According to Adele Burney, a Financial Analyst for Fidelity National Information Services:
“The average work day here in the United States is about eight or nine hours, with a lunch break thrown in. A factory worker in China may work over sixteen hours, sometimes six days a week. The pay for all of this overtime is sometimes as low as 55 cents per hour.”
This 55-cents-an-hour wage is way below the national minimum wage of 21 yuan, which is about 3 dollars. This fact opens up the door to the many problems which companies like Wish are causing in the margins/(semi-)peripheries, in this case specifically in China.
The majority of problems Wish causes are in the margins. The only exception to this is the fact that counterfeit (and unsafe) make-up and skincare is sold on Wish, which has caused some bad reactions amongst their customers. The bigger problem here, however, is the underpayment of the manual laborers. To solve this problem, it is necessary to discover what caused it in the first place. In this case, it is the aggressive competition in e-commerce (Wish not only competes with other Chinese e-commerce companies such as Alibaba and Taobao, but the individual sellers also compete amongst themselves), as well as the failure of the government to regulate these working conditions more strictly.
The majority of problems Wish causes are in the margins
As mentioned before, Wish is a platform for individual sellers, which is known for its low prices. This opens the door to price wars and aggressive discounting since the competition to have the cheapest and thus best-sold products is exceptionally heated. Many products found in the same category on Wish are very similar, and this causes an (almost) homogeneous market, in which the only differentiating factor between products becomes the price. This forces the merchants to drastically lower their prices in order to be able to compete with other sellers. This creates a dangerous downward spiral. These low prices are what customers have come to expect of Wish, so upping the prices could seriously hurt Wish’s margin. The most common way to be able to afford these low prices as well as to make a profit, is by cutting expenses in the labor department, which is how these workers get hurt.
While there is no one directly available way to solve this problem, the important thing is to at least start working towards one. Seeing as the main problem here is the aggressive competition on Wish, a good way to start is by toning this competition down. To do this, a mutually agreed-upon set of rules for merchants that is constantly abided is of vital importance. Setting a maximum discount from the suggested retail price could already decrease the competition. If the merchants on Wish worked together to come up with a formula to determine a fair price that all of them would sell their products for, competition would be decreased, and their profit margin would increase as a result of this. Consequently, this extra profit can be invested back into the company, improving the working conditions of the manual laborers.
This is where the other part of this solution comes in: government regulation. It might be too idealistic to expect all merchants on Wish to immediately give all their manual workers a raise when the profit margin increases slightly, so to make this solution work, some type of control of or pressure on merchants to improve working conditions is necessary. Ideally, this would be done by some type of governmental body, which could construct an appropriate collective labor agreement to improve living conditions even for the lowest-income jobs in China. When companies like Wish are making more profit, they will also be more likely to adhere to this agreement. This way, aggressive competition and involuntary discounts will no longer slowly be killing the company.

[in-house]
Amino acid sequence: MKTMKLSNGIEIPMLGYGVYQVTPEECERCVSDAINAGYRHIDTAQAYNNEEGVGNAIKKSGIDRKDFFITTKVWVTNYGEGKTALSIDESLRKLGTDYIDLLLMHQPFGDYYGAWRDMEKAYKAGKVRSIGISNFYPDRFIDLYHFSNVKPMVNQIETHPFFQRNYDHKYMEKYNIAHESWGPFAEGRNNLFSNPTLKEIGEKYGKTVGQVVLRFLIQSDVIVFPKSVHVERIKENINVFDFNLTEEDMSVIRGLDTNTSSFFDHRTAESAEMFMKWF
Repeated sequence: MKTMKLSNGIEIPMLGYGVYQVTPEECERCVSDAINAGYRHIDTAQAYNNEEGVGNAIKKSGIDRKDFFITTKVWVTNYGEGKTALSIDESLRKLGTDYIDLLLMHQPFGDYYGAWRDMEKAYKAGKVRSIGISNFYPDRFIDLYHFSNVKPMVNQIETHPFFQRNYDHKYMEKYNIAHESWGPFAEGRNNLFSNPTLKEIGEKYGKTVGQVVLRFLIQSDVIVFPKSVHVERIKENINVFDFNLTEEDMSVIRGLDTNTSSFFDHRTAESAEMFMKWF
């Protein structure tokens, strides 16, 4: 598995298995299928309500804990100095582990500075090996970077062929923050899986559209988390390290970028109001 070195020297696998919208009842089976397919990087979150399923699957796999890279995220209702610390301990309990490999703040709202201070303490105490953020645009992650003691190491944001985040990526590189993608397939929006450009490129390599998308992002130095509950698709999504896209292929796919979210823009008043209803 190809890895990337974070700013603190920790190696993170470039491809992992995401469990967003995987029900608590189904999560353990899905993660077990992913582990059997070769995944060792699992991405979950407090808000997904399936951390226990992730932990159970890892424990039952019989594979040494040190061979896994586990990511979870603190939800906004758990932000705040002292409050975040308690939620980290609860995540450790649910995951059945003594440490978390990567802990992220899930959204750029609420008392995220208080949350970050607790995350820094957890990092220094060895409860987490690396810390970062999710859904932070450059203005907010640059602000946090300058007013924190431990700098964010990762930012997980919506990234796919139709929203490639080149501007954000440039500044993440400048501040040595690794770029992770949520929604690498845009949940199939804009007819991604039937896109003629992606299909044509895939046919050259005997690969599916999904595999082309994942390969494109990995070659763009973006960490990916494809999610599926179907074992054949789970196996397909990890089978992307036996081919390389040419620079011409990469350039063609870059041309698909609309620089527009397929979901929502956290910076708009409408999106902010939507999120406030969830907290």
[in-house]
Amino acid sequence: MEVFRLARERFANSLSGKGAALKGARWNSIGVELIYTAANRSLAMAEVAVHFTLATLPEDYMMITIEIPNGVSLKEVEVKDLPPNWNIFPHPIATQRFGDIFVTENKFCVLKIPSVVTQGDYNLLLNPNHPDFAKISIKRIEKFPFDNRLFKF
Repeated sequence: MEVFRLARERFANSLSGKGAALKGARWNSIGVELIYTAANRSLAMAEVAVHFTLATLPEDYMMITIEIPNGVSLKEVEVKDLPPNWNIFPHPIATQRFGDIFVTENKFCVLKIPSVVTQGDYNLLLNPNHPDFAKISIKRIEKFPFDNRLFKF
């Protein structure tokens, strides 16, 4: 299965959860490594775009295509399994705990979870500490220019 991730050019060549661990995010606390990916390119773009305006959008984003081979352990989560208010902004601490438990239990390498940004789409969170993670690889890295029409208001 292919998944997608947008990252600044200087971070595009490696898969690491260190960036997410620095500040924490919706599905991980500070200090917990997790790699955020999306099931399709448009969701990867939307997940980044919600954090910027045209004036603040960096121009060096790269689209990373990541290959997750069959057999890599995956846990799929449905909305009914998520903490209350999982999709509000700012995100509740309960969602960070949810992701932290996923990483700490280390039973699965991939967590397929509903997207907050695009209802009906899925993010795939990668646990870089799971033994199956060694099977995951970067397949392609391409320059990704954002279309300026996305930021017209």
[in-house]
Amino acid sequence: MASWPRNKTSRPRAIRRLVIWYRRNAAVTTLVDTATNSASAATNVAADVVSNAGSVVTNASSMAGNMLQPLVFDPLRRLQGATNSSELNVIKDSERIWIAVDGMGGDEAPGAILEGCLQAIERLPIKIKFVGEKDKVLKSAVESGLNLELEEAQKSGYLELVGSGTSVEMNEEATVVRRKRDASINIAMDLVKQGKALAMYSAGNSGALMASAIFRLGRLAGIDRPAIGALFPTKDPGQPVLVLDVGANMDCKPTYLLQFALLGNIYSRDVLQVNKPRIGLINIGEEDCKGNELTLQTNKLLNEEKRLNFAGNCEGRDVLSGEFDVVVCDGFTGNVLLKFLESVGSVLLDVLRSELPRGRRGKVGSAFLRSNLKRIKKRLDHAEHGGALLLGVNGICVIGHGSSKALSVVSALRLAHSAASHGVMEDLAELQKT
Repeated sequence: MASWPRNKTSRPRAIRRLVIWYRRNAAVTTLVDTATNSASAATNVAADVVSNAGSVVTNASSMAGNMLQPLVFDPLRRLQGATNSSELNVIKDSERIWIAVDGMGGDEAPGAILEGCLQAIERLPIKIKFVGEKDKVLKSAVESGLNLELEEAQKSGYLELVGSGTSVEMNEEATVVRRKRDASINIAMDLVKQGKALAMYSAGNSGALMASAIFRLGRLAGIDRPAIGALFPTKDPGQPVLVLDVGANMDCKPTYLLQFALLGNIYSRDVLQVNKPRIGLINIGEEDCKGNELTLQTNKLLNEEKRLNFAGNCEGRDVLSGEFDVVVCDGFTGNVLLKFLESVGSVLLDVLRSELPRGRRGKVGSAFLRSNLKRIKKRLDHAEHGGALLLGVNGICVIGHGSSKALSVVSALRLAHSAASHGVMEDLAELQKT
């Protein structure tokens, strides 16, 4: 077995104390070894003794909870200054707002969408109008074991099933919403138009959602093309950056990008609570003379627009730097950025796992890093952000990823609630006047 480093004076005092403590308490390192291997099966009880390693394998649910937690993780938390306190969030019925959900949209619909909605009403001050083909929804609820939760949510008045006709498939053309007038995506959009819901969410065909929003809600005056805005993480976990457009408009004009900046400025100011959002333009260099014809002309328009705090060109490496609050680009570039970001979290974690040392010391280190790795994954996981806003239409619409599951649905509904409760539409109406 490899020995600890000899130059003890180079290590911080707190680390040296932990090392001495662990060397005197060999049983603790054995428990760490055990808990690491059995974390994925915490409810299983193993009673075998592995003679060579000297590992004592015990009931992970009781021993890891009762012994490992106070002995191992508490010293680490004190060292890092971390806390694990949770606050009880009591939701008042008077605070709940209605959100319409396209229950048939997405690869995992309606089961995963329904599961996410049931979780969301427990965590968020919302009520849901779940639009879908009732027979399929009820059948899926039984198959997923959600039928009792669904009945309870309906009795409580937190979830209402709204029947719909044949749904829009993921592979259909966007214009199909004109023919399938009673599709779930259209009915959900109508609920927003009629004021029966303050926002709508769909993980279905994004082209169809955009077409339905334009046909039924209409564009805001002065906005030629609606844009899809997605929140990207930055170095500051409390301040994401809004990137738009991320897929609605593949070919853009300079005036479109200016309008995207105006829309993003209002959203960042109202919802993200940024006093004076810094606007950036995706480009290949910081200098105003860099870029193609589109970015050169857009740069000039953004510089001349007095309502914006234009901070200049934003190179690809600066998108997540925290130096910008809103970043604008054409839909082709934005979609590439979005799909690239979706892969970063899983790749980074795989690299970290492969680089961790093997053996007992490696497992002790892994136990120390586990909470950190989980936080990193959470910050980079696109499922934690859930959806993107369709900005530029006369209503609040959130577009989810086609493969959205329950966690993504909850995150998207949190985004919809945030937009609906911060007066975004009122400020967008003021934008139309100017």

So, is it a "good" or a "bad" company?
It is difficult to conclude from this whether Wish is a mostly “bad” or a mostly “good” company. While there certainly are a lot of downsides to Wish, especially in the (semi-)peripheries (specifically China in this case), this doesn’t mean Wish is pure evil. It gives unknown brands a platform to sell their products, and many people on the other side of the production chain really enjoy using their service. Sure, Wish has a lot of problems it needs to solve, but this is the same for most other Chinese e-commerce businesses of this format (e.g. Miniinthebox and AliExpress). This is, of course, no excuse for Wish to underpay their employees, but it does show that Wish cannot be held accountable as the sole offender in this case. It shows that this is a widespread problem that needs to be solved from all angles, and Wish is simply a good case study to explain the problem and to bring it to light. On top of that, Wish, as mentioned many times before, is a marketplace for individual merchants to sell their products. So, while Wish as a platform definitely encourages these price wars, saying Wish as a website needs to fix their pricing is a bit problematic. It would be nearly impossible for Wish to control the finances of these individual businesses. These businesses need to solve most of these problems themselves, so Wish as a whole will thrive. For this to work, Wish as a company needs to lay down some regulations to encourage this healthier market and end the unhealthy competition, but in the end, the problems can begin and end with the individual sellers.
While Wish might seem like a mysterious company, once examined, its problems and the solutions to them might turn out to be clearer than expected. Wish is a company that is thoroughly enjoyed in the rich West (or in the “core countries”), but it also causes some serious problems in the margins (or “(semi-)peripheries”). Luckily, however, every problem has a solution. While this solution might still be in development, for it to work, there needs to at least be some interest in it, so the road towards a healthier work environment for the low-wage Chinese laborers can begin. If there’s a chance to seriously help out a large group of marginalized fellow humans, should this chance not always be taken?